The pope also struck the right chords with black Catholics in New Orleans and teen-agers and elementary schoolchildren in Los Angeles -- even, in the end, with the men dying of AIDS whom he encountered inside a church in San Francisco. What these audiences had in common was that all they asked of the pope was love and respect. To them, he was no longer a stern father but a loving uncle.

Some audiences asked him to listen as well. And even when he did not like what they had to say, he made clear that he had heard. After the Rev. Frank J. McNulty urged him to reconsider the tradition of a celibate priesthood, among other things, the pope ad libbed, "I'm reminded of the song, 'It's a Long Way to Tipperary.' " No minds would be changed, but hearts were won.

To Joaquin Navarro-Valls, the pope's chief spokesman, the trip was a success precisely because of the pope's ability to play both roles. This brought what Navarro-Valls called an "internal cohesion" to the Catholic Church in America by balancing moral law with mercy.

That is far easier for him to say than for Catholic clergy here to interpret. The key religious dialogue of the visit came during the pope's meeting with American bishops in Los Angeles, where he termed it a "grave error" to assume that someone can dissent from church doctrine and be a good Catholic.

A few hours after the four-hour private meeting with the pope, Archbishop Edward R. Head of Buffalo was trying to work this one out in his mind.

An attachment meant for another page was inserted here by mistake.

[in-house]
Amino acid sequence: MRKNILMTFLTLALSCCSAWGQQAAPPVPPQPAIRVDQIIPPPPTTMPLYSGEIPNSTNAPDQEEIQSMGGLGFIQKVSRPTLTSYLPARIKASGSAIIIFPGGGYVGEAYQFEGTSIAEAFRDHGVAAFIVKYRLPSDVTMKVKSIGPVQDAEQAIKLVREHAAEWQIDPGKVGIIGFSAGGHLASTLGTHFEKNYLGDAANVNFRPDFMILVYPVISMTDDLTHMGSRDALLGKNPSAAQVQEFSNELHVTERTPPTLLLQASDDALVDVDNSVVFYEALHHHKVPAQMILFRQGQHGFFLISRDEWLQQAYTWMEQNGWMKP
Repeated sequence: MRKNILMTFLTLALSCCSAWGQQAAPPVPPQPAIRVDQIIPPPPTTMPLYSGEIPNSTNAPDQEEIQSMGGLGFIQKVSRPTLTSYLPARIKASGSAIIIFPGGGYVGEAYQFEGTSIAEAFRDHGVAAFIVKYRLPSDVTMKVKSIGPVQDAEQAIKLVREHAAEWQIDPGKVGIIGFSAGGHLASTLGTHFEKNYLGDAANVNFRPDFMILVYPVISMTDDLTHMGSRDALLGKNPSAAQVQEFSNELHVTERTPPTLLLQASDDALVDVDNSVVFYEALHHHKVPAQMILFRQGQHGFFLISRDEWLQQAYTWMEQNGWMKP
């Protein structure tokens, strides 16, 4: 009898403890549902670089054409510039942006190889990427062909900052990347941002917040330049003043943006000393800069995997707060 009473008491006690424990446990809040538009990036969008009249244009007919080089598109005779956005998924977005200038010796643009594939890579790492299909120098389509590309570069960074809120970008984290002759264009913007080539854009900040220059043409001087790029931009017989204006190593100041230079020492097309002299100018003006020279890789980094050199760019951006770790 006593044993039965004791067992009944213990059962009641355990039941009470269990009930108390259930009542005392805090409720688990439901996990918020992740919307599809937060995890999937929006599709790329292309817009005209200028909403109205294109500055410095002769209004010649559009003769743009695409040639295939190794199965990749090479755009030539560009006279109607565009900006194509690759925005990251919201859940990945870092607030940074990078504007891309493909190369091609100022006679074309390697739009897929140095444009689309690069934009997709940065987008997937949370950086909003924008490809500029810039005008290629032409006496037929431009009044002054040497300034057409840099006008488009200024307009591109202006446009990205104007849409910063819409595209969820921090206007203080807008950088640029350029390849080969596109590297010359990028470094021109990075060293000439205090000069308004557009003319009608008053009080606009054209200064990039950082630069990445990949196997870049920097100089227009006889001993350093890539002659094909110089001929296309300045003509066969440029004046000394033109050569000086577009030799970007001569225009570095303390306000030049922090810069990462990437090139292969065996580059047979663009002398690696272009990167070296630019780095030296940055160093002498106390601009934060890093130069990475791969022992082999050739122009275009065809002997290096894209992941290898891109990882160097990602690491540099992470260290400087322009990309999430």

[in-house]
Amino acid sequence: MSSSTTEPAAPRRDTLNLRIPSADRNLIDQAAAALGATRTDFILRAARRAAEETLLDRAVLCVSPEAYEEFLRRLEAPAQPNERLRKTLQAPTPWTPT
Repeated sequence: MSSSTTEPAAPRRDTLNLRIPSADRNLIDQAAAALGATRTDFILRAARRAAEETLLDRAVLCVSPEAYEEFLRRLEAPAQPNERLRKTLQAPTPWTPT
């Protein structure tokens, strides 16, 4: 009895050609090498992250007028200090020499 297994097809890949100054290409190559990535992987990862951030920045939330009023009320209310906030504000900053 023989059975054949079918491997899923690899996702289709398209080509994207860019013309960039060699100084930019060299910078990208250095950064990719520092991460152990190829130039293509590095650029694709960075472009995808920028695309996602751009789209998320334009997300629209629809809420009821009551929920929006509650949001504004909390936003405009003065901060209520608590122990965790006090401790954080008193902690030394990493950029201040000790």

"We must define what we mean by dissent," he said. "If I'm the father of four children all under five years of age, and I'm on unemployment . . . it becomes awfully difficult to follow church law on birth control. A little bit of free will has been removed in such cases.

"Every Catholic doesn't have to be a saint -- none of us are saints. We're not planning to throw anybody out of the church. There's always a place for them -- always," he added.

The pope has a way of bringing issues to the surface, even if he does not resolve them. On almost every occasion during this trip, he said exactly what he wanted to say, regardless of how it might be taken by his audience.

Thus in Miami, while telling Jewish leaders he supported Israel's right to exist, he also spoke of the need for a Palestinian homeland. And at a convention of American Indians in Phoenix, he praised a California missionary, Fray Junipero Serra, who is regarded by many Indians as an accomplice to Spanish conquerors who killed many Indians and stamped out their cultures. The pope maintains that Serra was a champion of Indian rights, so he was unhesitant to sing the missionary's praises even to a crowd that was having none of it.

But the Indians loved John Paul anyway, even despite the fact that his accent and the poor acoustics at the Phoenix coliseum made it difficult to understand much of what he was saying. He gave 45 speeches in 10 days, countless thousands of words in all, but at times like this, and perhaps ultimately, his presence transcended words.

There was no way the pope was going to resolve the conflicts of American Catholicism -- he did not want to. He sees himself as a symbol not only of peace, but of contradiction. On the penultimate day of the journey, during Mass at San Francisco's Candlestick Park, Pope John Paul II seemed to be placing his evangelical mission in perspective. "It should not surprise us," he said, "if in our efforts to be faithful to Christ's teachings, we meet with criticism, ridicule or rejection."

But the pope did not leave the United States on a note of rejection. He left with the sights of Polish Hamtramck and the sounds of black Detroit, marveling, as anyone might, at modern America's diversity and the worth of every person.

"This is the dignity of America," he said, "the reason she exists."